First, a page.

"You shouldn't wait until half way through. Kill her after thirty minutes."Hitchcock is a 2012 biographical film by Sacha Gervasi about none other than Alfred Hitchcock, one of the most prominent film directors of the 20th century, and stars Anthony Hopkins as the title role and Helen Mirren as Hitchcock's wife Alma. Hitchcock revolves around the creation of one of Hitch's most prominent works, Psycho from its inception as a titillating book he is reading to watching the first theater goers scream in fright at the infamous shower scene.The film also deals with his relationship with his wife Alma, their struggles with each other and the occasionally petty jealousies that can drive them apart. The film does justice to them as a great couple, though, and shows their ability to work together to create great works, as well as their ability to work apart and create, not so great works.
— Alma Reville Hitchcock
This Film Contains Examples Of:
- Actually Pretty Funny: Alfred Hitchcock puts the decayed corpse prop used as Mrs. Bates in Janet Leigh's room. Janet screamed and ran out of her room, demanding an explanation from Hitchcock, who says, "What? Mrs. Bates asked if she could take a nap in your room. I told her that would be fine." Despite the fact that Janet still looked rather mad, we see her grin a little and roll her eyes before she walks off, suggesting this trope.
- Adaptation Displacement: An unusually literal version in-universe, as Hitchcock tries to buy up every available copy of Robert Bloch's novel.
- Adaptation Dye-Job: Vera Miles was blonde in real life. She's played by brunette Jessica Biel - though she does wear a blonde wig on the set of the film.
- And the Adventure Continues: A variation. The film ends with a bird landing on Hitchcock's shoulder, referencing the next film he would work on.
- Book Ends: The film starts and ends with Hitchcock speaking directly to the audience about a production he will soon start on.
- Breaking the Fourth Wall: Hitchcock will occasionally speak directly to the audience as he was known to do in real life. The Book Ends are the most direct example.
- Control Freak: Hitch. It's why Vera Miles opted for marriage and motherhood.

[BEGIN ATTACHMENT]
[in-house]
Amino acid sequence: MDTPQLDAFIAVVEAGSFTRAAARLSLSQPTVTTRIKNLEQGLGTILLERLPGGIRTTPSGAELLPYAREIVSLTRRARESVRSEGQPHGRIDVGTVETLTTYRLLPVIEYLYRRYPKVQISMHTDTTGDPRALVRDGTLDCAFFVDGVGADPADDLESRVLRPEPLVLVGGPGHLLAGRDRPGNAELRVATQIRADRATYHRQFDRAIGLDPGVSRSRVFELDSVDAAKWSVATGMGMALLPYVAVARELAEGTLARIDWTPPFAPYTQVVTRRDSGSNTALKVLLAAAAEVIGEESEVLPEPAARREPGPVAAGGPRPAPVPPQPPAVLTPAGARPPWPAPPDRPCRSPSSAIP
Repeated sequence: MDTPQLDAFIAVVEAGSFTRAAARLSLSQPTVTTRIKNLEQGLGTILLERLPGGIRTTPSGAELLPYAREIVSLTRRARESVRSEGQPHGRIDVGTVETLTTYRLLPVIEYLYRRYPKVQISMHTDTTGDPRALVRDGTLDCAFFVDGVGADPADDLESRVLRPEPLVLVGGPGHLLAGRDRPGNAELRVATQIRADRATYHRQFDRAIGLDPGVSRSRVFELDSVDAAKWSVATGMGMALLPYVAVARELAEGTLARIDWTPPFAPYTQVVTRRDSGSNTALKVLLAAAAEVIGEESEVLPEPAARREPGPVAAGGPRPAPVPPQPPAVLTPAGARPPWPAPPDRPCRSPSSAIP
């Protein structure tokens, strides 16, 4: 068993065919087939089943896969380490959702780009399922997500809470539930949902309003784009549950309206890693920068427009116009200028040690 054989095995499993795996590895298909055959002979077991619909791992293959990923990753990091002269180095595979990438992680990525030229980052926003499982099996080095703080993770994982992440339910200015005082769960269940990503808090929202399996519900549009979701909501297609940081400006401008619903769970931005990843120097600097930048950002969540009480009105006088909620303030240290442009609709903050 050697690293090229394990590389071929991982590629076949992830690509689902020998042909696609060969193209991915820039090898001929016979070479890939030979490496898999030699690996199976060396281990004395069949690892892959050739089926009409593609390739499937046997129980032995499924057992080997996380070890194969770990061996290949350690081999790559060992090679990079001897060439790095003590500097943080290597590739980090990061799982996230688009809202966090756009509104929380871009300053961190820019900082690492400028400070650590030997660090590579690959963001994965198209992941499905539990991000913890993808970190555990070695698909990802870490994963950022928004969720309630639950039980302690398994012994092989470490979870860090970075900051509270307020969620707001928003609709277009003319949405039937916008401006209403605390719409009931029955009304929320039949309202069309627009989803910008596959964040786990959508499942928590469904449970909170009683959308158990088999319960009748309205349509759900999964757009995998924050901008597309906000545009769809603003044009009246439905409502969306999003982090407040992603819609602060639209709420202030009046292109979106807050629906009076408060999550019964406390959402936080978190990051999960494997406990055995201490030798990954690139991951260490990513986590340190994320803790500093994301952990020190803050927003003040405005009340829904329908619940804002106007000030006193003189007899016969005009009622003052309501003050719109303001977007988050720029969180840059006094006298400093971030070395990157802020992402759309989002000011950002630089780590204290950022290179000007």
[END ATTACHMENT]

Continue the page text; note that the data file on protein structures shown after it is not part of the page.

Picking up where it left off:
- Deadpan Snarker: Hitch, of course! It was one of his trademarks in real life! Alma is also great at this.Hitchcock: I'll never be able to find a Hitchcock blonde as beautiful as you.Alma: I've waited thirty years to hear you say that.Hitchcock: And that, my dear, is why they call me the Master of Suspense.
- Did They or Didn't They?: Alma and Whitfield go off to work on a story at his beach house, Hitchcock accuses them of having an affair, to which she responds by attacking him for putting her in that situation, but never denies the affair. Truth in Television: Both Alma and Whitfield would, after Hitchcock's death, admit that they did in fact have a brief affair during the production of Psycho.
- Dude, Where's My Respect?: Alma has this attitude, as she opts to work with Whitfield just so she won't be overshadowed by her husband on one production.
- Getting Crap Past the Radar:
You may call me Hitch. Hold the Cock.
- Discussed while editing the film as Alma notices a bit of nudity in a few frames of the shower scene.
- Also this Stealth Pun when Anthony Perkins insists on referring to Hitch as "Mr. Hitchcock":
- Gory Discretion Shot: Hitchcock's investment pitch includes graphic photographs of Ed Gein's victims, or what remains of them. We never get a good look at what's in the photographs.
- Hard Work Montage: The film editing sequence.
- The Hays Code: Censors almost refuse to certify Psycho, which would have left the film unviewable in the United States.
- Historical Beauty Update: Alma Hitchcock in real life was very matronly and ordinary, very unlike the shapely and stunning Helen Mirren, and Hitch himself was far more wrinkly and flabby around the jowline than Anthony Hopkins in the fatsuit.
- Oedipus Complex: Noted by many male characters brought into the Psycho production.
- The Peeping Tom: It shows up constantly as a theme for Hitchcock himself. A small hole in the trailer walls allows Hitchcock to do this to his female starlets.
- Prima Donna Director: Arguably applies to Hitchcock.
- Psycho Strings: Hitchcock initially rejects them, then changes his mind when he realizes how effective they are.
- Sanity Slippage: Happens to Hitch as he suffers from some Hallucinations as his stress level increases during the filming and due to the perceived infidelity of Alma.
- Sleeping Single: Hitchcock and Alma, who are also in a Sexless Marriage.
- Stalker with a Crush: Vera Miles (Jessica Biel) accuses Hitchcock of being one.
- The One That Got Away: Grace Kelly's marriage and abandoning of acting has cast a long shadow over Hitch's movies and his marriage.
- Trailers Always Lie: The trailer makes it seem as though Alma suggests killing off Janet Leigh's character midway through the film as a grudge against Leigh herself. Not only is that not the case, but also Alma carefully compliments Leigh at the end on her "professional" behavior—that is, on her ability to resist Hitchcock's attempts to seduce her.
- Also, a cute moment in the trailer has someone asking how Psycho ends, to which Hitch replies "I promised Mother I wouldn't tell." This joke, alas, is not in the movie.
- Transparent Closet: In-Universe, Anthony Perkins is relatively commonly known to be homosexual. In Real Life this claim is a... contentious subject. And that's all that need be said on that front.
- Weight Woe: Hitchcock is on a perpetual diet, alternating with bouts of binge eating when under stress.
- What Could Have Been: An In-Universe example: Hitch turns down Ian Fleming's Casino Royale. He could have been the first director of the James Bond series.
- Your Cheating Heart: Hitchcock and Alma are both thinking about it, although neither has much success. Whitfield, by contrast, cheats on both his wife and on Alma.